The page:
# Constructing a topographic profile

*Practice problems*

Below you will find some sample problems from the geosciences using steps on the constructing a topographic profile page. **Problem 1:**In Northern California, Lassen Peak forms the centerpiece of Lassen Volcanic National Park (LVNP) - an area of active volcanism that makes up the southernmost volcanic center of the Cascades (volcanoes associated with subduction of the Juan de Fuca plate beneath North America). Besides Lassen Peak, there are lots of other smaller volcanoes scattered around LVNP. One rather interesting one is called Cinder Cone and is a very typical of the smaller volcano type called a cinder cone (hence the name). It has relatively steep sides and a crater at the top. To see the typical profile of a cinder cone, construct a topographic profile along the line A-A' in the map below:

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You may wish to download a worksheet with the map and profile (Acrobat (PDF) 2.7MB Jul18 11) to complete this exercise with your pen and paper.

- Sketch in the line on the map or locate the line that is provided.

- Place the edge of a blank piece of paper (or the graph provided) along the line and mark the starting and ending points of the line (label them with A and A', or whatever the given line is labeled).

- Start at one end (maybe it's the A end) and move along the edge of the paper, making a mark on the paper every time a contour line touches the edge of the paper. Make sure you label each mark with the right elevation so that you can transfer that point to the correct elevation on your profile. (If you get tired of marking every elevation contour, you can just label the index (darker) contours and the places where a contour line repeats). You may also want to mark where rivers or streams occur.

- Take note of the highest and lowest elevation you record for later.

- If you have not been provided with a graph for this problem, you need to do the following: When you have marked all of the points where a contour line crosses the paper/profile line, get a piece of graph paper (or a paper with all horizontal lines). Make sure that the graph paper is at least as long as your profile line (you can paste more than one piece together but make sure you line up the grid lines). Draw a horizontal line on the graph paper that is the length of your profile line (label it with A-A' or whatever the line on your plot is labeled). Draw vertical lines above your starting and ending points (these are the y-axes).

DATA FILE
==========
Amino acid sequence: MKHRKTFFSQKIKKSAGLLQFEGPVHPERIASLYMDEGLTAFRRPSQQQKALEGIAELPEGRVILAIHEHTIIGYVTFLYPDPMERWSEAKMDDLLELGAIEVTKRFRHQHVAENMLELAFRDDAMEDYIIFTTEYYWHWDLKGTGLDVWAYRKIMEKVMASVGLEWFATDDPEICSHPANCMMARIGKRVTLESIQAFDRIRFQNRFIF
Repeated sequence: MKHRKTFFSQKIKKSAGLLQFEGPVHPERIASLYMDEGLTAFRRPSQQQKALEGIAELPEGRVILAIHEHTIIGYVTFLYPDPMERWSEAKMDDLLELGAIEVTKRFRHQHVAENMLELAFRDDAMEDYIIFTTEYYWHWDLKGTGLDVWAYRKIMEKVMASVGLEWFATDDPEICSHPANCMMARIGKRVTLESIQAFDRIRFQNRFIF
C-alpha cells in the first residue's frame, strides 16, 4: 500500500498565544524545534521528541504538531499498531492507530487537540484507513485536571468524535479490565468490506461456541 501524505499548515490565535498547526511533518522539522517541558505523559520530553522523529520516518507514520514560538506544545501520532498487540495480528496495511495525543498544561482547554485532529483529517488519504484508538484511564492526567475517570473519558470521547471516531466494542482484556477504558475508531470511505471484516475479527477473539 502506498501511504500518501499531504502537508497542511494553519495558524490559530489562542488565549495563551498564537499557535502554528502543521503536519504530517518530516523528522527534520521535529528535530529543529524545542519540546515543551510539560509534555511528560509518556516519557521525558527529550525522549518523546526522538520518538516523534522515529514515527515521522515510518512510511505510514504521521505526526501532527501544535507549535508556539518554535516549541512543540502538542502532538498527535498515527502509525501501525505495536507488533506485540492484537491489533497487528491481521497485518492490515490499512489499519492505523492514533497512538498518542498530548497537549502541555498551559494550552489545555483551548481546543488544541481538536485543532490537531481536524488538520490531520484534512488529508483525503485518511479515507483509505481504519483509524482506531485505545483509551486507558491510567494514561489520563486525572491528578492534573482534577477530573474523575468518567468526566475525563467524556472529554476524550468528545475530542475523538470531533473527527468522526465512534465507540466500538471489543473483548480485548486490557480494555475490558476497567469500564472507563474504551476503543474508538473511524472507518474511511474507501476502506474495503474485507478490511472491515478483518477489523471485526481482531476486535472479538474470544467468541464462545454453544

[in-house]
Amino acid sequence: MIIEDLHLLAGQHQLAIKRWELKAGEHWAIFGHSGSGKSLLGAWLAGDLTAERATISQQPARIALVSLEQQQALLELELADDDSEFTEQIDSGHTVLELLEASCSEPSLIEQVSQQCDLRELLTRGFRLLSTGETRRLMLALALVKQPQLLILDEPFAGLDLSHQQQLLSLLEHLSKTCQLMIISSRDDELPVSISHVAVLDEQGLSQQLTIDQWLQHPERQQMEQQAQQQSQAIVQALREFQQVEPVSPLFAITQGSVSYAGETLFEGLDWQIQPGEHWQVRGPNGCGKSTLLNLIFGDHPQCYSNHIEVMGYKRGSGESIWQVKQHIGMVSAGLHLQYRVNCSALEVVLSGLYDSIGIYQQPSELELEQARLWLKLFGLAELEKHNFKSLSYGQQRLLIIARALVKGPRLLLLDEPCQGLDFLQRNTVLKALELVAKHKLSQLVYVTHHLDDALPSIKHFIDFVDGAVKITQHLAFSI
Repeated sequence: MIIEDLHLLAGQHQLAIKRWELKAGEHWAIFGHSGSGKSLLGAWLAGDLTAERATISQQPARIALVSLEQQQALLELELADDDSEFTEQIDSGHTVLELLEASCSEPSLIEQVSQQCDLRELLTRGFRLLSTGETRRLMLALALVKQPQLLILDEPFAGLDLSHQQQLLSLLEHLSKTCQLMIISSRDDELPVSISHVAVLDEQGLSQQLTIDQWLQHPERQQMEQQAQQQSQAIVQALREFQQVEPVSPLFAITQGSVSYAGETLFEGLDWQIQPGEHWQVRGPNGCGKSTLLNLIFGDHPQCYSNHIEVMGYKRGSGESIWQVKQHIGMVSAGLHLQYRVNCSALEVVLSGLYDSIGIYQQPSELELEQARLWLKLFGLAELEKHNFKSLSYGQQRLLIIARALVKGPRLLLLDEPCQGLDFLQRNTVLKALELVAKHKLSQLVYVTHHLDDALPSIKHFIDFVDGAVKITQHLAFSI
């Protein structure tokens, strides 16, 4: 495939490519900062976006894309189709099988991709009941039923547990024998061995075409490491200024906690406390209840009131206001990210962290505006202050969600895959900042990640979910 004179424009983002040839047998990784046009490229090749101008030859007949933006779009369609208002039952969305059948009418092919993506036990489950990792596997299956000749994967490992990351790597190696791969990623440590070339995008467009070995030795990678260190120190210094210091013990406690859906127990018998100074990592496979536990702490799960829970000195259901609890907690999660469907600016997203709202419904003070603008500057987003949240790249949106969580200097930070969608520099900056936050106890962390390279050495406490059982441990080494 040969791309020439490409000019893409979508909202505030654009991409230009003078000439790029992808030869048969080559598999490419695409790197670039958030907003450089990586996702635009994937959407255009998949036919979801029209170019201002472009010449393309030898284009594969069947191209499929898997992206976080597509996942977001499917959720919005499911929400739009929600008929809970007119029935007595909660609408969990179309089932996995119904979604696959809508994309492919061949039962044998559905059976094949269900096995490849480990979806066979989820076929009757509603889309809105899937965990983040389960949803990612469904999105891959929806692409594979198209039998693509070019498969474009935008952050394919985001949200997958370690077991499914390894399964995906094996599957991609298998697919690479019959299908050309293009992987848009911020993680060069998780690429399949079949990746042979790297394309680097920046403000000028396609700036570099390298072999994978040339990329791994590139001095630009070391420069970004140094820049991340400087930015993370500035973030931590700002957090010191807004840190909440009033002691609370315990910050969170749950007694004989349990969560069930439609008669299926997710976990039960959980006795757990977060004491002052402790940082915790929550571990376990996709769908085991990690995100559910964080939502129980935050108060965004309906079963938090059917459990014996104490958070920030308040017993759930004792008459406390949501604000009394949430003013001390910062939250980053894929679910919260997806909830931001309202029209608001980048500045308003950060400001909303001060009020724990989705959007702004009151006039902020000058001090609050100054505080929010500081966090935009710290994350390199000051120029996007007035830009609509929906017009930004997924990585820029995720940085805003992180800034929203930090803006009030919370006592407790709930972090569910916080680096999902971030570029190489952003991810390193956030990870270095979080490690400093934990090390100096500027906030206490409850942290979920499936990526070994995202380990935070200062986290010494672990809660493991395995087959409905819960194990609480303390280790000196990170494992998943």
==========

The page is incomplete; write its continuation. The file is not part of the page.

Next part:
- Label the y-axis (vertical lines) with elevations making sure that your scale goes from highest to lowest on your cross-section (see step 3). For example, if your lowest elevation is 4200 feet and your highest elevation is 7600 feet, you might want to label your axis going from 4000 to 8000 feet.

- Line up your tick marked paper with the bottom of the graph and, beginning with the elevation on the left hand side of the paper, go directly up from that tic mark to make a small dot at the corresponding elevation.

- Once you have transferred all of your tick marks to your graph, connect the dots
*with a smooth curve.*

**Problem 2:**

One type of profile that helps geologists visualize topographic data and to understand the topography of rivers is called a **longitudinal profile**. A longitudinal profile allows you to visualize the changing gradient along a river's length. A longitudinal profile is a graph of a river's elevation versus its length. In the Grand Canyon (in Arizona) there are many side canyons with a variety of longitudinal profiles. Let's look at the longitudinal profile of the stream that drains Garces Terrace on the map below. The contour interval on this map is 50 feet. You can download a '

PDF version of this exercise for practice (Acrobat (PDF) 1.1MB Apr10 19).

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- Locate the river on the map that is provided.

- Place the edge of a blank piece of paper (or the graph provided) along the line and mark the starting and ending points of the line (label them with A and A', or whatever the given line is labeled).

- Start at one end and move along the edge of the paper, making a mark on the paper every time a contour line touches the edge of the paper. Make sure you label each mark with the right elevation so that you can transfer that point to the correct elevation on your profile. (If you get tired of marking every elevation contour, you can just label the index (darker) contours and the places where a contour line repeats).

- Take note of the highest and lowest elevation you record for later.

- If you have not been provided with a graph for this problem, you need to do the following: When you have marked all of the points where a contour line crosses the paper/profile line, get a piece of graph paper (or a paper with all horizontal lines). Make sure that the graph paper is at least as long as your profile line (you can paste more than one piece together but make sure you line up the grid lines). Draw a horizontal line on the graph paper that is the length of your profile line (label it with A-A' or whatever the line on your plot is labeled). Draw vertical lines above your starting and ending points (these are the y-axes).

- Label the y-axis (vertical lines) with elevations making sure that your scale goes from highest to lowest on your cross-section (see step 3). For example, if your lowest elevation is 4200 feet and your highest elevation is 7600 feet, you might want to label your axis going from 4000 to 8000 feet.

- Line up your tick marked paper with the bottom of the graph and, beginning with the elevation on the left hand side of the paper, go directly up from that tic mark to make a small dot at the corresponding elevation.

- Once you have transferred all of your tick marks to your graph, connect the dots
*with a smooth curve.*

## Next Steps

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